Counselor Corner: Teacher Loan Forgiveness For Federal Student Loans

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Darnell SALT Counselor

Darnell has been a counselor for 9 years.

When trying to understand a confusing topic like student loans, it helps to talk it through with someone—so that’s what we did. Josie Corichi chatted with SALT’s expert counselors about little details that can make a big difference when repaying student loans. Today, we hear from Darnell about Teacher Loan Forgiveness.

What Teacher Loan Forgiveness Is 

Teacher Loan Forgiveness (TLF) is a program that encourages borrowers to teach in schools serving low-income families by forgiving up to $5,000 or up to $17,500 of their federal student loans. The actual amount you may be eligible for depends on what you teach, where you teach, and how long you’ve been teaching.

Watch Out For This Common Mistake When Applying

The most common mistake borrowers make is not completely reading the TLF requirements and application before applying. This can lead to submitting an incomplete application.

A complete TLF application should do the following:

  • Mark all applicable selections
  • Select the forgiveness amount
  • List the complete teaching service dates (5 consecutive years)
  • Include the signature of the borrower and his or her chief administrative officer

The chief administrative officer will have full access to employment records of teachers, so they’re able to certify the information on the application.

And don’t forget to date it too!

Three Myths About Teacher Loan Forgiveness

Borrowers sometimes believe they can apply for TLF more than once—even though they’ve already received the maximum amount. That’s not the case. Once you’ve maxed out, you’ve maxed out. You also can’t apply for Public Service Loan Forgiveness or Americorps benefits for the same period of service.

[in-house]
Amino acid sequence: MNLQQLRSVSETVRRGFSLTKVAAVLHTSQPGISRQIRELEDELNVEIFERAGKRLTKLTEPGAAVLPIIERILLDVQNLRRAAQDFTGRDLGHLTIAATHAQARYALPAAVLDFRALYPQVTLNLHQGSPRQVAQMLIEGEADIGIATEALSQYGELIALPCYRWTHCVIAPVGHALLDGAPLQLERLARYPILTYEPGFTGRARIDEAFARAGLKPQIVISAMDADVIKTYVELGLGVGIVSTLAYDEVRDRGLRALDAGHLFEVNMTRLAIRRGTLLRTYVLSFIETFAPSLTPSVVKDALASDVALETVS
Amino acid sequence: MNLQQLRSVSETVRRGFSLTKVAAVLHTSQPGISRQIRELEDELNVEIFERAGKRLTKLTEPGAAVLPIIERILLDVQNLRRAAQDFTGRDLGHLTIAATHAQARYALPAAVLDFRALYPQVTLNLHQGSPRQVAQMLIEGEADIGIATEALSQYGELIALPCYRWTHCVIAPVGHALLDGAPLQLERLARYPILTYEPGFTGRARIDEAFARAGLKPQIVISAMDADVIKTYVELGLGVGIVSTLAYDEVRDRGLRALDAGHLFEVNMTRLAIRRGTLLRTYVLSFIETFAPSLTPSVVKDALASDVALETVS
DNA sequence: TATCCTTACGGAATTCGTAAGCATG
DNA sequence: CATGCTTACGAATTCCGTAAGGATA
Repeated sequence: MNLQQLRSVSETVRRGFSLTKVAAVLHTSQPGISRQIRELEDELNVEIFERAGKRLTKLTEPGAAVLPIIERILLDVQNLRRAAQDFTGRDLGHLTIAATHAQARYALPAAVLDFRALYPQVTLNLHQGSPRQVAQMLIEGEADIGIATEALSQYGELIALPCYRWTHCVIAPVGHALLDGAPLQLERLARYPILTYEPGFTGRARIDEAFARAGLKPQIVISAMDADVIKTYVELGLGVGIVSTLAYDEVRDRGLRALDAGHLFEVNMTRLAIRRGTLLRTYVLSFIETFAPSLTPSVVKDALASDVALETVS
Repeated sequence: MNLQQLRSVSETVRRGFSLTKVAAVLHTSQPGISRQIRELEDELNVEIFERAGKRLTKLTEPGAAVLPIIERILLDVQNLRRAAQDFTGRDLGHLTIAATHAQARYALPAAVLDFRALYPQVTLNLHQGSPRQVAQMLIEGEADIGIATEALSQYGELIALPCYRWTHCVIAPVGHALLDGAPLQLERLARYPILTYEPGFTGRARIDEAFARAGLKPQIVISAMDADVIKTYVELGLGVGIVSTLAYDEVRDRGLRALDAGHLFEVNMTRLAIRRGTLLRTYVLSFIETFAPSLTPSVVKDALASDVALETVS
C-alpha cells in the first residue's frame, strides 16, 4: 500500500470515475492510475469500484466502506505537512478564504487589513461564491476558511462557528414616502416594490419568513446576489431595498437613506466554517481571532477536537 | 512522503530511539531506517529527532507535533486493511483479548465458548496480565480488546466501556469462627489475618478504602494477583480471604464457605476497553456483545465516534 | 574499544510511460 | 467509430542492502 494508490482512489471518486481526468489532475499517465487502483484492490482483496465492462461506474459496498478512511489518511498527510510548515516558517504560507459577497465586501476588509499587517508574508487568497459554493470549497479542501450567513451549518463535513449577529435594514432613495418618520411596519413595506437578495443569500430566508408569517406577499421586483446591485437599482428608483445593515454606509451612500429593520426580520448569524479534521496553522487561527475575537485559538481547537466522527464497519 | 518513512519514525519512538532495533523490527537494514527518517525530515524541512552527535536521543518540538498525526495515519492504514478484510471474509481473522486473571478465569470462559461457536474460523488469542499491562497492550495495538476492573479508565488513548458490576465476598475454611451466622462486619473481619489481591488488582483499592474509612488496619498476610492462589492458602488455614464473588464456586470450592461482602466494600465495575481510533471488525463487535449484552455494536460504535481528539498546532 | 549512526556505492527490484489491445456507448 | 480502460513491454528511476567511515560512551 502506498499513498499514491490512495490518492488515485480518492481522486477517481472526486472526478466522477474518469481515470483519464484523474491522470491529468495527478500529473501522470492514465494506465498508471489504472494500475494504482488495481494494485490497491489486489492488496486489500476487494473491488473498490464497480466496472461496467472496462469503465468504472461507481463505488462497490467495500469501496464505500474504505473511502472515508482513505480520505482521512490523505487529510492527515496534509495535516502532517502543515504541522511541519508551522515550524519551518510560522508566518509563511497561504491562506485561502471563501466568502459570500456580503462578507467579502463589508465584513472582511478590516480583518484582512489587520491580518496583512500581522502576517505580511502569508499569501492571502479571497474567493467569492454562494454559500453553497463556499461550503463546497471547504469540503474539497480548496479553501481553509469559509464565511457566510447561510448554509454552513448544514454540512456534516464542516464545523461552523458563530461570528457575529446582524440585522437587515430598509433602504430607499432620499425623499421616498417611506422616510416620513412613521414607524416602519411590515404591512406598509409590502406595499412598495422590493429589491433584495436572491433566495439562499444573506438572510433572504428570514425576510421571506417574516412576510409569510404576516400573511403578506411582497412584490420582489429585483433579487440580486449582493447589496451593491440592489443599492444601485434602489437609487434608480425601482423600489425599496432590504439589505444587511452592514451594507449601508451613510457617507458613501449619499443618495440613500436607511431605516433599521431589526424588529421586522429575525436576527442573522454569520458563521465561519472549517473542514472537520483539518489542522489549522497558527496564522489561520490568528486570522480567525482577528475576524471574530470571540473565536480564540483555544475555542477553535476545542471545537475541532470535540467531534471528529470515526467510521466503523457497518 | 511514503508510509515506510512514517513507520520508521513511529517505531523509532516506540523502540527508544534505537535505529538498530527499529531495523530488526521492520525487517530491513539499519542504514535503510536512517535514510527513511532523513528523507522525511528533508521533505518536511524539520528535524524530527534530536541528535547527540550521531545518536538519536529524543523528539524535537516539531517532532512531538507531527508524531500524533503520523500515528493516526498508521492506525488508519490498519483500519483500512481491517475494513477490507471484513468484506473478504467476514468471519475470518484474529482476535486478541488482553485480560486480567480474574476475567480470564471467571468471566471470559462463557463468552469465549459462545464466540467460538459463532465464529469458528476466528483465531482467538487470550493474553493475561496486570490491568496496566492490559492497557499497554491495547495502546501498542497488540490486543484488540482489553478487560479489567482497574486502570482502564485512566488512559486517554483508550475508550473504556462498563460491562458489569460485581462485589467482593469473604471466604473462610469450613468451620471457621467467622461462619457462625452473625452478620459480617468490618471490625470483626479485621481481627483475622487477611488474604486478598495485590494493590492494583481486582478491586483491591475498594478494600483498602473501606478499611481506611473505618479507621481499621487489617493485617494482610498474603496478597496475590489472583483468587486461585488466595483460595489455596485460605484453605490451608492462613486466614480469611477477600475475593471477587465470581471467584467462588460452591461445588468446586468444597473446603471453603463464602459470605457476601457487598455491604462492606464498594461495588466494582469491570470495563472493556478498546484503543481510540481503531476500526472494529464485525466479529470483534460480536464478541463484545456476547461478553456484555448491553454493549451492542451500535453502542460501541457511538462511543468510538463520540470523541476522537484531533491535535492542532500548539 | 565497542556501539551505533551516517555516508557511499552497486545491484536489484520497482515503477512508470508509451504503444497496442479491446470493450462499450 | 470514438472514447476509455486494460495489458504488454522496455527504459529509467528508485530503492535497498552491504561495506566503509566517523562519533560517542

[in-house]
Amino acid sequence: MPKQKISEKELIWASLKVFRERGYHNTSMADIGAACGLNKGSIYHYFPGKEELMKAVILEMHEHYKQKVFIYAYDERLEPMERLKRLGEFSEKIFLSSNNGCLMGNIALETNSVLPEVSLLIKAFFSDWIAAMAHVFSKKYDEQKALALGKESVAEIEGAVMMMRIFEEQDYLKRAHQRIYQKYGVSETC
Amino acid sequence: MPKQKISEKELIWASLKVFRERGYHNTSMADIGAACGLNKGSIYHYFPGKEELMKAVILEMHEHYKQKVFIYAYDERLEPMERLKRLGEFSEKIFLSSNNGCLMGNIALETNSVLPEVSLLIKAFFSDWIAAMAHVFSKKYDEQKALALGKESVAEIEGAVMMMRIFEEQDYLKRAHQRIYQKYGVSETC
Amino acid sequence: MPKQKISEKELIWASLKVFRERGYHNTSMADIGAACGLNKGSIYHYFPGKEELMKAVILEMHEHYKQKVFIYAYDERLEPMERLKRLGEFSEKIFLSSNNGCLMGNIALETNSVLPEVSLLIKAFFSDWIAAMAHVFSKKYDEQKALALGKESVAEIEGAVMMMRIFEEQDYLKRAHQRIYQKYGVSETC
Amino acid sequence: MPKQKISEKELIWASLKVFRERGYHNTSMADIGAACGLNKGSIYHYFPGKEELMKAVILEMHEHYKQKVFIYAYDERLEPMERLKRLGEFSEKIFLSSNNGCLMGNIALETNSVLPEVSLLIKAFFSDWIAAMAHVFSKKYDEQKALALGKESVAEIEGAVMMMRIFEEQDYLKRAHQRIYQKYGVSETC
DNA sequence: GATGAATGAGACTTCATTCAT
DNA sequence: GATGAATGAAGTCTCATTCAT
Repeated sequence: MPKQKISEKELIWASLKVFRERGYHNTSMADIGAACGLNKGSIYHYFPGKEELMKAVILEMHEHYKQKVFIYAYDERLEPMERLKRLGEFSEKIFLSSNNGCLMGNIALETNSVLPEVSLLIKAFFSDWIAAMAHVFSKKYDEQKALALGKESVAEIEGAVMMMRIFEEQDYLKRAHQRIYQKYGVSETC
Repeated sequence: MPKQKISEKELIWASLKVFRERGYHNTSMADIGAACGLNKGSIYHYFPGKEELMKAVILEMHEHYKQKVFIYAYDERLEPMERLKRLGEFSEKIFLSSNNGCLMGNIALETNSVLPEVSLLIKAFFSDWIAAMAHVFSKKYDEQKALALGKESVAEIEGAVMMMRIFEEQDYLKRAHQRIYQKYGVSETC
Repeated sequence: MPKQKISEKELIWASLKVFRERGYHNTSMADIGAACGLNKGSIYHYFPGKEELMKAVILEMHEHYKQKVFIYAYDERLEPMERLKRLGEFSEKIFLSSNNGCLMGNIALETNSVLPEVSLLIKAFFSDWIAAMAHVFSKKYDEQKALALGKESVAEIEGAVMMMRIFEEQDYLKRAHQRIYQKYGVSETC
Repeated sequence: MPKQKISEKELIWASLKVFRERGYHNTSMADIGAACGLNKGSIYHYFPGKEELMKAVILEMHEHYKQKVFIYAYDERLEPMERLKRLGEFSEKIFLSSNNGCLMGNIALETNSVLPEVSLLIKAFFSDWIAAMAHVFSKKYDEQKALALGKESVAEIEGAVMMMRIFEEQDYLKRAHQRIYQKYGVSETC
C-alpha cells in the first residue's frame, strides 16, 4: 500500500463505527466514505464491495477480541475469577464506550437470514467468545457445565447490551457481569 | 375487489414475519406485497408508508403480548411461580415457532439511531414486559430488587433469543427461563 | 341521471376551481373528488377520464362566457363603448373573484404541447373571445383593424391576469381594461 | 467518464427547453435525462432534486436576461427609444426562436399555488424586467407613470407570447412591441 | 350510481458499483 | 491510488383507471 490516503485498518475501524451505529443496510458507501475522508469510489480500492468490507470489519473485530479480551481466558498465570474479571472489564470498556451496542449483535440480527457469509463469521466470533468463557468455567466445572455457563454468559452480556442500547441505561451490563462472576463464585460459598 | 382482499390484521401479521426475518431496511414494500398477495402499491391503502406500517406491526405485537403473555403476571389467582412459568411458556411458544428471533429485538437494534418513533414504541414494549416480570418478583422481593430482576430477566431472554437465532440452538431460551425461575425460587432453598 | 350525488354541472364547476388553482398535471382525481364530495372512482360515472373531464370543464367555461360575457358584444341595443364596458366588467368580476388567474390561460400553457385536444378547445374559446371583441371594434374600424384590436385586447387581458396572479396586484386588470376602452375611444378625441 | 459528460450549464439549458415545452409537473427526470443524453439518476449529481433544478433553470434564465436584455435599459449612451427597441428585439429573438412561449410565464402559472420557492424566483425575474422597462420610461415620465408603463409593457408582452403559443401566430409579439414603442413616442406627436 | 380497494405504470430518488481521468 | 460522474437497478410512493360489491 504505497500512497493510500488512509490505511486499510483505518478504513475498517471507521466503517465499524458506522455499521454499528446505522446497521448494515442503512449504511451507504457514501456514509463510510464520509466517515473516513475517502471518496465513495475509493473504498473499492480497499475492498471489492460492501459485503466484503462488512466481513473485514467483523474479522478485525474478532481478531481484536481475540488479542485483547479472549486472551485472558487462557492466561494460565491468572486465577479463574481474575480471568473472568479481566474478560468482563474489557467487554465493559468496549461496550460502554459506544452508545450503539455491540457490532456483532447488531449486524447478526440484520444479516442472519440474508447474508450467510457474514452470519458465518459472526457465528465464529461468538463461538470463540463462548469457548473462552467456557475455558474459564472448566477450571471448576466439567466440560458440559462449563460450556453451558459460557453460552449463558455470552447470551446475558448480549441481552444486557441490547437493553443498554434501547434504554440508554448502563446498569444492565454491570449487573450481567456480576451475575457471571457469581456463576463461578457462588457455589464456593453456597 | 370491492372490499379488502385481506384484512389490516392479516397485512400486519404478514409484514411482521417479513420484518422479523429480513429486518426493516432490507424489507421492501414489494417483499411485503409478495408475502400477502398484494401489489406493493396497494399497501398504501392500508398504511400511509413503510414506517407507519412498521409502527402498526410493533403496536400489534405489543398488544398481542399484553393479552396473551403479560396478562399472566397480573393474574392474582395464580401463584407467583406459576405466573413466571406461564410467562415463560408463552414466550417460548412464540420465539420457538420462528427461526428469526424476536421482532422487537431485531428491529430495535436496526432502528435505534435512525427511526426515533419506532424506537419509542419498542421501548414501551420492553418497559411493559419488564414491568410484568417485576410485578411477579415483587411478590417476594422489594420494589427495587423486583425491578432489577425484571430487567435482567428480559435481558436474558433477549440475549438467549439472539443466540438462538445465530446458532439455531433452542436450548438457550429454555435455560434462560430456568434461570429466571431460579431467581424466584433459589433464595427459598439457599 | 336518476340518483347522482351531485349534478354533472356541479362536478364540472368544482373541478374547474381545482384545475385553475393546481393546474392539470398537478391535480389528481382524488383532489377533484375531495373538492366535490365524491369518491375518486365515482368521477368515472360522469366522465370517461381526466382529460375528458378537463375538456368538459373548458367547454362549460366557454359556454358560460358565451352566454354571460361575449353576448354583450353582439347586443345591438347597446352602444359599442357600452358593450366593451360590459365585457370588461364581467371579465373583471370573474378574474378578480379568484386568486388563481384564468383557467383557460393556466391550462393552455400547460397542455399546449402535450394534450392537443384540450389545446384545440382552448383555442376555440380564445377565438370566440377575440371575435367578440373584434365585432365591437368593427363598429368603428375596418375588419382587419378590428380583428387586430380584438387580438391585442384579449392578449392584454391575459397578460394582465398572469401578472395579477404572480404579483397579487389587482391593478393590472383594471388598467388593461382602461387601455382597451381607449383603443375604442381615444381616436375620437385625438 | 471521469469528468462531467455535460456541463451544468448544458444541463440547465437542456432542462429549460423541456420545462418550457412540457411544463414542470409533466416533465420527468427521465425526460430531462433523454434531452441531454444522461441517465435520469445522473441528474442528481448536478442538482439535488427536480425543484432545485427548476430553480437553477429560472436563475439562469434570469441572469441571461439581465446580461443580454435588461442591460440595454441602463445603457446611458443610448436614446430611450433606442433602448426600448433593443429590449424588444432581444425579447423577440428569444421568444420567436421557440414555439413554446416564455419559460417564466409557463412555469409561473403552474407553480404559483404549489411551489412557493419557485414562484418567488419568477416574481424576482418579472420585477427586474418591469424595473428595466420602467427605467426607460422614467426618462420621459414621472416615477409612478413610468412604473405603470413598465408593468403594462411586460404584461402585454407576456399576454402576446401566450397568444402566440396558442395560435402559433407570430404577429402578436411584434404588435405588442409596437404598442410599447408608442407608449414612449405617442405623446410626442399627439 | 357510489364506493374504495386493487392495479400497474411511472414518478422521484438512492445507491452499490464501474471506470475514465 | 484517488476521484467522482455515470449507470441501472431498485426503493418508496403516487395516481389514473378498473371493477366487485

There’s also confusion around which loans and which schools qualify. If you have DL or FFELP loans first disbursed before October 1, 1998 or if—when you borrowed your new loans after October 1, 1998—you still owed money on a pre-October 1, 1998, DL or FFELP loan, then you will not qualify for forgiveness. With Consolidation loans, that means if your consolidation includes any DL or FFELP loans first disbursed before October 1, 1998, you will not qualify. In addition, you must have borrowed the loans you’re trying to get forgiven before the end of your 5 years of teaching service. It’s important you know these details when applying.

With schools, borrowers may think their school or educational service qualifies for TLF just because their district receives Title I funds. There’s a lot more that goes into determining which schools qualify than that. The U.S. Department of Education keeps a directory of eligible schools, so it’s easy enough to find out by going here.

How To Successfully Apply

First and foremost, be sure to read the application completely. Confirm with your chief administrative officer that your service dates are accurate and that the teaching position you held qualifies those dates for TLF.

Once you’ve done that, log on to the National Student Loan Data System (NSLDS®) to verify that the loan(s) listed there are eligible for TLF. (Subsidized and unsubsidized Stafford loans work. PLUS loans on their own don’t; however, Consolidation loans with underlying PLUS loans are OK.)

If you haven’t already searched for your school or educational service agency in the Teacher Cancellation Low Income Directory, do so. That way, you can ensure the employer you listed on your application is officially classified as a low-income school for the first qualifying year of teaching service.

Finally, submit your application to your servicer for processing. At this point, you will have checked everything, so there shouldn’t be any surprises.

Have a question about TLF? Leave it in the comments. Also, learn more about loan forgiveness at saltmoney.org.  

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